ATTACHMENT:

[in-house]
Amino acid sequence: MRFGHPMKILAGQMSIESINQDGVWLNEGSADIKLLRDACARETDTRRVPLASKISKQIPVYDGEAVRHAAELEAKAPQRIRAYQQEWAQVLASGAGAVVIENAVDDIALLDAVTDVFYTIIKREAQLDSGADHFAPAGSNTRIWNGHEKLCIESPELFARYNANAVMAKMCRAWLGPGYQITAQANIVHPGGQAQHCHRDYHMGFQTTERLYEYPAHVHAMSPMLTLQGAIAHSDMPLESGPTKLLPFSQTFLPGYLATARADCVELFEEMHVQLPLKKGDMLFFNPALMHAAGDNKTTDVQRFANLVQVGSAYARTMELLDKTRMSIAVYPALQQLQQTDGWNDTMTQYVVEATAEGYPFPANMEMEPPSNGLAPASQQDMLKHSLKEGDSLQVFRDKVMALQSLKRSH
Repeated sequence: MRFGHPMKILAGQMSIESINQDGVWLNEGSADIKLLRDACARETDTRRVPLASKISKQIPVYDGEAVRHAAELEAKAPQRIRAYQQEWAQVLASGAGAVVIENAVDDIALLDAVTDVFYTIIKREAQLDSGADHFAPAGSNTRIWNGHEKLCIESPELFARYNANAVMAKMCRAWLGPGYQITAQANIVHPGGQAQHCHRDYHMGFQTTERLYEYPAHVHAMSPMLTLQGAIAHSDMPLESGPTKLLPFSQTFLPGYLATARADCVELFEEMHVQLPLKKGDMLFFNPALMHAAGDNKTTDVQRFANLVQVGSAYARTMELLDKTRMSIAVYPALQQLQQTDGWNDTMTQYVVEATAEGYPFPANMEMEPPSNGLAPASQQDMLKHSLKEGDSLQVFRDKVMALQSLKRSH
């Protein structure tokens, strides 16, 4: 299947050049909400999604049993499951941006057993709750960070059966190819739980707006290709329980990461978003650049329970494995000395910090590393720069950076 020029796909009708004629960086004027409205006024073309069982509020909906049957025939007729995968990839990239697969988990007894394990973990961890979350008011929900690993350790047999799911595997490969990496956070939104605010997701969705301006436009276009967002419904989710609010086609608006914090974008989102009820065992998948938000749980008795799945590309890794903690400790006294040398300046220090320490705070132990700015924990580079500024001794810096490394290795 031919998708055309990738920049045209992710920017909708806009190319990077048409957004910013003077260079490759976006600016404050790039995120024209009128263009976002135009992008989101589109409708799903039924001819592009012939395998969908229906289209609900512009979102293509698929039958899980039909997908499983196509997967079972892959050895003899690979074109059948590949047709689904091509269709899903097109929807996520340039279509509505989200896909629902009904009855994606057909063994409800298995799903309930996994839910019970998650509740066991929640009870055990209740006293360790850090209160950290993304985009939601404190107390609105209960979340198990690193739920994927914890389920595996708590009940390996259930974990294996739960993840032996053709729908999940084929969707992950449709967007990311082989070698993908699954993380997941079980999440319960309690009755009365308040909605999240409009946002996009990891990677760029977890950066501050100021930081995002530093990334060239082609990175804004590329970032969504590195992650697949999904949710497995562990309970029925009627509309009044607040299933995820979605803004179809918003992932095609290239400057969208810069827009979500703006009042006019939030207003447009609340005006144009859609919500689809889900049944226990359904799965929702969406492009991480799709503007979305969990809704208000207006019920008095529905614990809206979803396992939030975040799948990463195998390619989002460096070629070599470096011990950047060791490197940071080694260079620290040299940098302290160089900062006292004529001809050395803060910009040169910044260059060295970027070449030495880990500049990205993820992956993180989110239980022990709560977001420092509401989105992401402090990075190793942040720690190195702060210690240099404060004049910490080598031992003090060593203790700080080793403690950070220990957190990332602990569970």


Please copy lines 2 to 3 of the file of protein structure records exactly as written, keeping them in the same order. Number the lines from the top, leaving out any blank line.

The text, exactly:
Amino acid sequence: MRFGHPMKILAGQMSIESINQDGVWLNEGSADIKLLRDACARETDTRRVPLASKISKQIPVYDGEAVRHAAELEAKAPQRIRAYQQEWAQVLASGAGAVVIENAVDDIALLDAVTDVFYTIIKREAQLDSGADHFAPAGSNTRIWNGHEKLCIESPELFARYNANAVMAKMCRAWLGPGYQITAQANIVHPGGQAQHCHRDYHMGFQTTERLYEYPAHVHAMSPMLTLQGAIAHSDMPLESGPTKLLPFSQTFLPGYLATARADCVELFEEMHVQLPLKKGDMLFFNPALMHAAGDNKTTDVQRFANLVQVGSAYARTMELLDKTRMSIAVYPALQQLQQTDGWNDTMTQYVVEATAEGYPFPANMEMEPPSNGLAPASQQDMLKHSLKEGDSLQVFRDKVMALQSLKRSH
Repeated sequence: MRFGHPMKILAGQMSIESINQDGVWLNEGSADIKLLRDACARETDTRRVPLASKISKQIPVYDGEAVRHAAELEAKAPQRIRAYQQEWAQVLASGAGAVVIENAVDDIALLDAVTDVFYTIIKREAQLDSGADHFAPAGSNTRIWNGHEKLCIESPELFARYNANAVMAKMCRAWLGPGYQITAQANIVHPGGQAQHCHRDYHMGFQTTERLYEYPAHVHAMSPMLTLQGAIAHSDMPLESGPTKLLPFSQTFLPGYLATARADCVELFEEMHVQLPLKKGDMLFFNPALMHAAGDNKTTDVQRFANLVQVGSAYARTMELLDKTRMSIAVYPALQQLQQTDGWNDTMTQYVVEATAEGYPFPANMEMEPPSNGLAPASQQDMLKHSLKEGDSLQVFRDKVMALQSLKRSH